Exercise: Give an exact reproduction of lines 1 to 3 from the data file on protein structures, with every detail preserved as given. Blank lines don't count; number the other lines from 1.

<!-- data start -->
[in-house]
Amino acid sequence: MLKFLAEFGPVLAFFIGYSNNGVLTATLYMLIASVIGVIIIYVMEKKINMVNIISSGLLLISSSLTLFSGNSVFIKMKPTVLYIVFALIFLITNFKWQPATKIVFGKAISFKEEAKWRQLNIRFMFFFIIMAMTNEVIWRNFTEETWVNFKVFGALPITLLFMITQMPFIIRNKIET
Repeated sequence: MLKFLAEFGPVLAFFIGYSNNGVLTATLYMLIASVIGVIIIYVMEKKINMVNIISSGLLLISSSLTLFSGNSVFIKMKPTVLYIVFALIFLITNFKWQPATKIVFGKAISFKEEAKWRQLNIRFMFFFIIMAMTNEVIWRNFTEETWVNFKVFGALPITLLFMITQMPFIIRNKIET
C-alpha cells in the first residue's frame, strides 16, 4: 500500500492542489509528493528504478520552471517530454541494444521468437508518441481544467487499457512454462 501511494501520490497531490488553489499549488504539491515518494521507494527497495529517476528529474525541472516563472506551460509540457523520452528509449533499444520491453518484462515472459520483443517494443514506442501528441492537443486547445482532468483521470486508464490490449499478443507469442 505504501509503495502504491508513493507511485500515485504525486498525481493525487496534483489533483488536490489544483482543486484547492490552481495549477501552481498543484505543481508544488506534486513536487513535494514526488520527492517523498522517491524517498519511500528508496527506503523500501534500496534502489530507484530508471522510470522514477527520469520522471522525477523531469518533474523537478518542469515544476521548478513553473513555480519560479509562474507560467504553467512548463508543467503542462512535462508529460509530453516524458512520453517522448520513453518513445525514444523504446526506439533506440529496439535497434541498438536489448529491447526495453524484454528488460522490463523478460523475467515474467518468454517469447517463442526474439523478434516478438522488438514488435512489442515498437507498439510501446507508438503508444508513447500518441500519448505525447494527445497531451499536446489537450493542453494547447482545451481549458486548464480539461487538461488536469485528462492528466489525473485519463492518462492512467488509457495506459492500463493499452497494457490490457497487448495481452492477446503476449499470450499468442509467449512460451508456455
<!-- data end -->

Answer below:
[in-house]
Amino acid sequence: MLKFLAEFGPVLAFFIGYSNNGVLTATLYMLIASVIGVIIIYVMEKKINMVNIISSGLLLISSSLTLFSGNSVFIKMKPTVLYIVFALIFLITNFKWQPATKIVFGKAISFKEEAKWRQLNIRFMFFFIIMAMTNEVIWRNFTEETWVNFKVFGALPITLLFMITQMPFIIRNKIET
Repeated sequence: MLKFLAEFGPVLAFFIGYSNNGVLTATLYMLIASVIGVIIIYVMEKKINMVNIISSGLLLISSSLTLFSGNSVFIKMKPTVLYIVFALIFLITNFKWQPATKIVFGKAISFKEEAKWRQLNIRFMFFFIIMAMTNEVIWRNFTEETWVNFKVFGALPITLLFMITQMPFIIRNKIET